During Wednesday’s Democratic debate, Senator Bernie Sanders suggested that foreign trolls could be responsible for the intense negativity among some of his supporters, alluding to the misinformation campaign launched by Russian actors during the start of the 2016 election.
Vermont senator defended the “99.9 percent” of his supporters on Twitter that “are decent human beings,” after moderators asked whether his supporters are “making it harder for Democrats to unify in November.”
Pressing him on the issue, contender Pete Buttigieg said, “At a certain point, you’ve got to ask yourself, 'Why did this pattern arise? Why is it especially the case among your supporters?'”
“All of us remember 2016, and what we remember is efforts by Russians and others to try to interfere in our election and divide us up. I’m not saying that’s happening, but it would not shock me,” Sanders said.
Sanders's Medicare for All plan would end union healthcare plans, which has seen some union leaders speak out against the proposed policy.
Twitter has rejected the Democratic presidential hopeful’s implication that foreign actors could be responsible for the hateful attacks by Twitter users claiming to be Bernie supporters.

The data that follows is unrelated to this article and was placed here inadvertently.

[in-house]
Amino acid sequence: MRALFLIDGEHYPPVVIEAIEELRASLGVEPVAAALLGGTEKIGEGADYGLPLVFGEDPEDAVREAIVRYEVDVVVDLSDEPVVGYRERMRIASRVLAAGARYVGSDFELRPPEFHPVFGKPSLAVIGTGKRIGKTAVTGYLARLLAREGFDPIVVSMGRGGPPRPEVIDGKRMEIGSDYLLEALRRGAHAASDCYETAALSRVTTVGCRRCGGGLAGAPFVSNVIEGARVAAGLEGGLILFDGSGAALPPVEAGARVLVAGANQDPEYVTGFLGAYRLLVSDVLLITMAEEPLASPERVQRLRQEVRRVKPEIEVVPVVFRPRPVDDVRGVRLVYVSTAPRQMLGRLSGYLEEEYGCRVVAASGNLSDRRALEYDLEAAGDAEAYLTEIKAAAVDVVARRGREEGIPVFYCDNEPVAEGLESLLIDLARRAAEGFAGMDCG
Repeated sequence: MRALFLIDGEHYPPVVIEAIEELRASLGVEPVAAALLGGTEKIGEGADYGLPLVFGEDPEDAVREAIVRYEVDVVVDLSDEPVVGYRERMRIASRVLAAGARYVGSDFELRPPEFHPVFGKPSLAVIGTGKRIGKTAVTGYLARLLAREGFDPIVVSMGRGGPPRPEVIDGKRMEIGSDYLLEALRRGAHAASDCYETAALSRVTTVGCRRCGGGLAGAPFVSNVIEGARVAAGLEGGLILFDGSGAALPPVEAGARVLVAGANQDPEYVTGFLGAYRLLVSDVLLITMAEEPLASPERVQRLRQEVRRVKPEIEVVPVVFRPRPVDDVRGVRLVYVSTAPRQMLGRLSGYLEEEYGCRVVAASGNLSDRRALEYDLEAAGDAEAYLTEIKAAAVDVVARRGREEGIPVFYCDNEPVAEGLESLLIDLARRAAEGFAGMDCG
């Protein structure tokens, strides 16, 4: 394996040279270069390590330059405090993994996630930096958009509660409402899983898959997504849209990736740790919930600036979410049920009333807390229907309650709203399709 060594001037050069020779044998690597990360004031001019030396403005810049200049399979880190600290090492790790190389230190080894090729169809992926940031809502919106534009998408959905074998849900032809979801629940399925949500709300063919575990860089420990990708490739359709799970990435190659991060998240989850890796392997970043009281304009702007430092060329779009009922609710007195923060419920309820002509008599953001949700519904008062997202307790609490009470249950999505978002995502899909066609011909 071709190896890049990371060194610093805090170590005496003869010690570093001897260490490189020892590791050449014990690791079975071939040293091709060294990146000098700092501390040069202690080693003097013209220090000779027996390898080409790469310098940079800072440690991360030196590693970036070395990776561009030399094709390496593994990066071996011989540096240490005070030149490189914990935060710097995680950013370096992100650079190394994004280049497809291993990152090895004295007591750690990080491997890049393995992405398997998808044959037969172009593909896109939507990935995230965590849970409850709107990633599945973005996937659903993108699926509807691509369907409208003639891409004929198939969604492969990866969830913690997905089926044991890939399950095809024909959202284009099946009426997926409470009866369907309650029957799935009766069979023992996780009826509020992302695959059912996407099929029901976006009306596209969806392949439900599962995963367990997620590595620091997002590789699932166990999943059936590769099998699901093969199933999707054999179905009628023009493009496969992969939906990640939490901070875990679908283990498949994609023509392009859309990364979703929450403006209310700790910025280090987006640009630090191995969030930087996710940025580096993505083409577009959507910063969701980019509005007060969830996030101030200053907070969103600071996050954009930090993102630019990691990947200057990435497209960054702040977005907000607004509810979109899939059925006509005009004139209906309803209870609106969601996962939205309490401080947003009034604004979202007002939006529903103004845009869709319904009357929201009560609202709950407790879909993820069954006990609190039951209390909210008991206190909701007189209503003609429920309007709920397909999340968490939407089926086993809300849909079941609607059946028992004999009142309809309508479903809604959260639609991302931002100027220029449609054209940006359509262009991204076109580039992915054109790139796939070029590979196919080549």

A Twitter spokesperson told CNBC, “Using technology and human review in concert, we proactively monitor Twitter to identify attempts at platform manipulation and mitigate them. As is standard, if we have reasonable evidence of state-backed information operations, we’ll disclose them following our thorough investigation to our public archive—the largest of its kind in the industry."
A Facebook spokesperson also told CNBC that the company has no evidence that Russians are manipulating the activity of supposed Sanders supporters online.
"I want to talk about the 'Bernie Bros,'" host Megan McCain said. "The one thing that connects women on the left and the women on the right ... is the abuse that we have all been subjected to by 'Bernie Bros.' It is, by far ... the most violent, the most misogynistic, the most sexist, the most harmful."
The Bronx/Queens representative responded to McCain's comment by acknowledging that sexism and racism are an over-all problem with internet culture.
"We also know the amount of anonymous activity that happens on the internet," Ocasio-Cortez said. "And that's simply—it's difficult. It is difficult to control. You have, like, a Twitter handle with a bunch of numbers on it with two followers that are lobbing vitriol at you. We don't know where that comes from, but I know it doesn't come from the campaign."
Allegations that a group of Sanders supporters has been harassing people on social media for preferring other candidates has become a heated issue for the Sanders campaign.
The 'Bernie Bros'—a term coined to describe the outspoken supporters of Sanders who’ve been accused of harassment—have previously drawn criticism from Sanders’s staffers. Now, Sanders himself has taken a stance on the issue.
"Talk to some of the African-American women on my campaign ... and find the vicious, racist, sexist attacks coming their way as well ... We should do everything we possibly can to end the viciousness and ugliness on the internet," he said.